Jazz Singers Exhibit

DSCN8595I’ve had the great pleasure and privilege of curating the new Jazz Singers exhibit at the Library of Congress. I’m grateful to all my colleagues in the Music Division and the Interpretive Programs Office for help and support during the months leading up to our Feb. 11 opening. Special thanks goes to Exhibition Director Betsy Nahum–Miller for keeping us focused and on schedule. Betsy and I are now working on a version of the exhibit we’ll send out to Disney Hall in Los Angeles in the Fall.

I’m pleased to report that we got a nice early boost from the New York Times when they posted a preview, then Milenio, the national newspaper in Mexico, weighed in. I was especially pleased when Will Friedwald, who has written several important books on jazz singers, came to Washington to view the exhibit and and for context spent time delving into more of the jazz treasures in our special collections. Will then returned to New York and wrote this insightful, perceptive review for the Wall Street Journal. 

‘Jazz Singers’ Review

The story of vocalists, told through images and artifacts.

Feb. 23, 2016 5:47 p.m. ET

‘What is a jazz singer?” We are confronted with that question as soon as we walk into “Jazz Singers” at the Library of Congress. To the credit of Larry Appelbaum, the Library’s senior music specialist who curated this exhibition, there is no attempt here to directly answer that question in words—many writers have tried and usually failed. Instead, the answer comes from about 70 original drawings and watercolors, photographs and documents, supplemented by about a dozen video excerpts of representative performances.

The beating heart of the exhibition, which runs through July 23 (and will eventually reopen in modified form at the Walt Disney Concert Hall in Los Angeles), are prints from the collection of photographer William Gottlieb. There are also letters and photos from the papers of Max Roach, Chet Baker and Shirley Horn (among many others), but it was Gottlieb who shot the most stunning and instantly recognizable images of the jazz greats of the 1940s and ’50s. (The Library of Congress acquired his collection in 1995.)

The centerpiece is Gottlieb’s famous 1947 portrait of Billie Holiday in performance: mouth open in midsong but eyes closed, as if she were channeling a higher power and didn’t want to be distracted by anything so mundane as the real world. Contrast that with the images from the same year of such cut-ups and crowd-pleasing extroverts as Cab Calloway, rolling his eyes; Louis Jordan, posing jubilantly with chorus girls; and Louis Prima, captured crouching in mid-tarantella. Not everything presented here is so upbeat—there’s also a note from trumpeter and singer Chet Baker in which he threatens suicide.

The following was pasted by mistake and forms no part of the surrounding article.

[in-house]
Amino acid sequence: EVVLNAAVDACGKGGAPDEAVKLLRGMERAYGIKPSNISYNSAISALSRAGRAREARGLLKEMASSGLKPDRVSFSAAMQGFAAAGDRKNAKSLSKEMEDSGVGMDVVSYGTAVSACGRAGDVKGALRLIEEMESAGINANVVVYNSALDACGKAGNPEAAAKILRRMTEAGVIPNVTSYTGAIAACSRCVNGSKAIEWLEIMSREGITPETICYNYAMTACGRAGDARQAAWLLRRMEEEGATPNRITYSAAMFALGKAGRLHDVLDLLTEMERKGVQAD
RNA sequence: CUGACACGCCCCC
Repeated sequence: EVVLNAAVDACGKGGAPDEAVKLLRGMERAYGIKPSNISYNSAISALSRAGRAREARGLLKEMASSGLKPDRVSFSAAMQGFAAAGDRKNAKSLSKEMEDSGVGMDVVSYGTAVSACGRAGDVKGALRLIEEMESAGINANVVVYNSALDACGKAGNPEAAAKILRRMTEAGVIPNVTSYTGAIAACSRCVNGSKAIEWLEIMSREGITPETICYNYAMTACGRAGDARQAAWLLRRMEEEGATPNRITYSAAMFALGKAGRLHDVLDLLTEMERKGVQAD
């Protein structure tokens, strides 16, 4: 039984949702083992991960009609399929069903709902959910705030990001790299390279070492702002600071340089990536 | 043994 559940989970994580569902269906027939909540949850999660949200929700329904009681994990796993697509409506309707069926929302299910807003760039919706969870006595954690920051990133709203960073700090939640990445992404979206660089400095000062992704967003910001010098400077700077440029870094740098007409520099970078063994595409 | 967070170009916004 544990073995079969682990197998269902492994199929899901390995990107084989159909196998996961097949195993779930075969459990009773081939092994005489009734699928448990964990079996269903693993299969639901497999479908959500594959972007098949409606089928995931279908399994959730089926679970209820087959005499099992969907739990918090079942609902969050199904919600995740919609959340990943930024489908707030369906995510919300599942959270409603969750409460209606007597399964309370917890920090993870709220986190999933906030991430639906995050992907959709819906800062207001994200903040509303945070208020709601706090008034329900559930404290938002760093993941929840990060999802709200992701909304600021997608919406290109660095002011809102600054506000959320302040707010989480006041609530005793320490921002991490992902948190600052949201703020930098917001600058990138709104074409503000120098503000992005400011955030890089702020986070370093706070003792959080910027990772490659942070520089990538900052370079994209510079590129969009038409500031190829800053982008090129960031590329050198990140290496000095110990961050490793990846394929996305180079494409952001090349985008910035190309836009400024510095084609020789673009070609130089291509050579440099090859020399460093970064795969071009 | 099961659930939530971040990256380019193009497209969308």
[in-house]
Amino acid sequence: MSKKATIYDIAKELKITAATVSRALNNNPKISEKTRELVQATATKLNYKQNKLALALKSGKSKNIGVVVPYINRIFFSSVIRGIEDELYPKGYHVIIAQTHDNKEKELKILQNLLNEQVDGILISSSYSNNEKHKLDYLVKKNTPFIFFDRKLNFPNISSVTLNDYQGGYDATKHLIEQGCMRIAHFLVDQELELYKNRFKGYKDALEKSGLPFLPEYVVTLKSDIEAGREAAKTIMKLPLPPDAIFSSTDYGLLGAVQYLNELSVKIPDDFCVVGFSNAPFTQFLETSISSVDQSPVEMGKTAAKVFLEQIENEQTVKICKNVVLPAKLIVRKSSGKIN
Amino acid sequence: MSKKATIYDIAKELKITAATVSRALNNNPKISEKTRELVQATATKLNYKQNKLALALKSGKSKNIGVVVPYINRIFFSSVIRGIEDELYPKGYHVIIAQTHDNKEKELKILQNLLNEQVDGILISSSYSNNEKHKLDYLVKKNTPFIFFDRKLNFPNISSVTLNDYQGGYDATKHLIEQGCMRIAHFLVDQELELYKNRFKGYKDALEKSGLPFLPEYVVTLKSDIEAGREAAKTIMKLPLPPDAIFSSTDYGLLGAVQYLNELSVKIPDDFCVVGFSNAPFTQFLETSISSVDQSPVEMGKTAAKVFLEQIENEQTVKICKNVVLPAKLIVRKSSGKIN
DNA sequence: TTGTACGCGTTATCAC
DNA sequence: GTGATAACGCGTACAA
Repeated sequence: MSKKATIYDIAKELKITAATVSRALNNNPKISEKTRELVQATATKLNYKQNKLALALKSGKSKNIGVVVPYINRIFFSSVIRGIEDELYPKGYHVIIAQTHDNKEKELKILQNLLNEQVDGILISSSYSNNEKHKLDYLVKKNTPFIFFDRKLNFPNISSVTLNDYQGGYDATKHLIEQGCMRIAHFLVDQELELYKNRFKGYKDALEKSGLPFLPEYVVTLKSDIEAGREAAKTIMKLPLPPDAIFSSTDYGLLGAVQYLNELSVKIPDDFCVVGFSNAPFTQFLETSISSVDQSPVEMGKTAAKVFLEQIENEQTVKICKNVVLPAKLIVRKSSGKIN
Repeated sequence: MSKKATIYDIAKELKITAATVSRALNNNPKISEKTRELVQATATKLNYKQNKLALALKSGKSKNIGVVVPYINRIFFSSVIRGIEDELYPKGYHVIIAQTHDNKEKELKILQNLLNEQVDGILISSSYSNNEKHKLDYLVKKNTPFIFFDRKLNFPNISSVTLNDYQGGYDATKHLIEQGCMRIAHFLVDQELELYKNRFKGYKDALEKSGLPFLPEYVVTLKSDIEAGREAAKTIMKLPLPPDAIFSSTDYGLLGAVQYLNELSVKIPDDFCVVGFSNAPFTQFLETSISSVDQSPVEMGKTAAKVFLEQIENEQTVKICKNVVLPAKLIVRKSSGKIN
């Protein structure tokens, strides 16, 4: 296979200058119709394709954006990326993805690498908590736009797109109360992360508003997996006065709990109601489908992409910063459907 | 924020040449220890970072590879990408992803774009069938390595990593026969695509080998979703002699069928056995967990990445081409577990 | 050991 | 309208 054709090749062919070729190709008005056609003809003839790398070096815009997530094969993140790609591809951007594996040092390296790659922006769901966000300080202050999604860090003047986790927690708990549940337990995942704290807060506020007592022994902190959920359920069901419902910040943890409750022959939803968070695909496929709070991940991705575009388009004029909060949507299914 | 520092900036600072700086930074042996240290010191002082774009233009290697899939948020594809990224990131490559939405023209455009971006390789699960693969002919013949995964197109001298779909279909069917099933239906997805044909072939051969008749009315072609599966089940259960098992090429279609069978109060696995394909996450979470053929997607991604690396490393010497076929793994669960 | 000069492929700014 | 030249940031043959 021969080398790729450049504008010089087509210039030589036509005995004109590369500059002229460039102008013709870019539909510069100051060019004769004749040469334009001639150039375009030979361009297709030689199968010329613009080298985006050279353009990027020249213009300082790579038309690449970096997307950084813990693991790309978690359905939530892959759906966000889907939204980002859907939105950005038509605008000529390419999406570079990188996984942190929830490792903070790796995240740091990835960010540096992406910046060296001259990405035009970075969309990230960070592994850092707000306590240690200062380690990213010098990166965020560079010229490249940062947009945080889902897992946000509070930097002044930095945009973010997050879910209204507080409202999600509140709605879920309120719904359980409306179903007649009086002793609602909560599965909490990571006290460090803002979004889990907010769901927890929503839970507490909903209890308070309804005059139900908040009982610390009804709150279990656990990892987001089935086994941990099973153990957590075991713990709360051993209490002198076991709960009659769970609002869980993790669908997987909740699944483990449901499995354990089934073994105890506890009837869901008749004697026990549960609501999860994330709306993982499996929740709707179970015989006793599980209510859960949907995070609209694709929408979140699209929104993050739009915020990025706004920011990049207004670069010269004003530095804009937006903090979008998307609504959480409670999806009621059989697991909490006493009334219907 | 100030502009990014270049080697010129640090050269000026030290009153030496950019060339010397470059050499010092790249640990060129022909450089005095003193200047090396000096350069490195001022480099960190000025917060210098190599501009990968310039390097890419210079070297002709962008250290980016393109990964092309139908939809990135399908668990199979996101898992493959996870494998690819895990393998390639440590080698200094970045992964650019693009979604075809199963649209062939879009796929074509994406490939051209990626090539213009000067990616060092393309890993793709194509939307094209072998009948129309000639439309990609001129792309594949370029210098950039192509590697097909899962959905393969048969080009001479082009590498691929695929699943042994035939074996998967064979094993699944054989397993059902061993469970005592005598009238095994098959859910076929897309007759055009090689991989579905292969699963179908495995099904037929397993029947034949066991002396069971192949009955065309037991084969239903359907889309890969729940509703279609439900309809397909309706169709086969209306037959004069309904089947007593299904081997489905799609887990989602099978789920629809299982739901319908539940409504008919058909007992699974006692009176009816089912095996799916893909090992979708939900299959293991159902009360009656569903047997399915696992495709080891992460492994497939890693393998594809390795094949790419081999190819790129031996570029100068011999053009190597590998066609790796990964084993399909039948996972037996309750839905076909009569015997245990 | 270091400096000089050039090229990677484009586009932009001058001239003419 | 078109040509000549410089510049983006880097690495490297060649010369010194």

Though the emphasis is on history, that’s not to suggest that the glory days of jazz singing are all in the past. There are also images of the best of today’s singers, like the stylish veteran Dee Dee Bridgewater, the impeccable contemporary star Gregory Porter and the brilliant 26-year-old Cecile McLorin Salvant.

The actual sights and sounds of the greats in action (mostly from vintage television shows) are an important part of the exhibition. Some are classic— such as Fats Waller playing and singing “Ain’t Misbehavin’” in an excerpt from the 1943 film “Stormy Weather.” Other video clips are quite rare: a little-known duet by Ella Fitzgerald and Duke Ellington from 1959, and a 1957 appearance by Abbey Lincoln—radiant in both song and dress—on “The Steve Allen Show.”

The show could hardly be a comprehensive account of jazz singing without Louis Armstrong, the first and, in the opinion of many, greatest of all jazz singers (as well as musicians). Gottlieb captured Armstrong in a moment of self-reflection—literally—backstage in 1946. We see him looking in a mirror to check out his suit just before he goes on. There are also rich illustrations from a 2008 children’s book titled “When Louis Armstrong Taught Me Scat.”

There are those who feel that scatting is an essential part of jazz singing, but there’s a much better illustration of what jazz is all about in the face of Mildred Bailey, in a particularly glorious Gottlieb photo from 1946. Her whole soul is in her face. And though a photograph can’t actually sing, you can get an idea of why Bing Crosby, Frank Sinatra and Tony Bennett all cited Bailey as a major influence. Jazz is about singing with soul, rhythm and personality, and if you want a visual and inspirational definition of what the music is all about, look no further.

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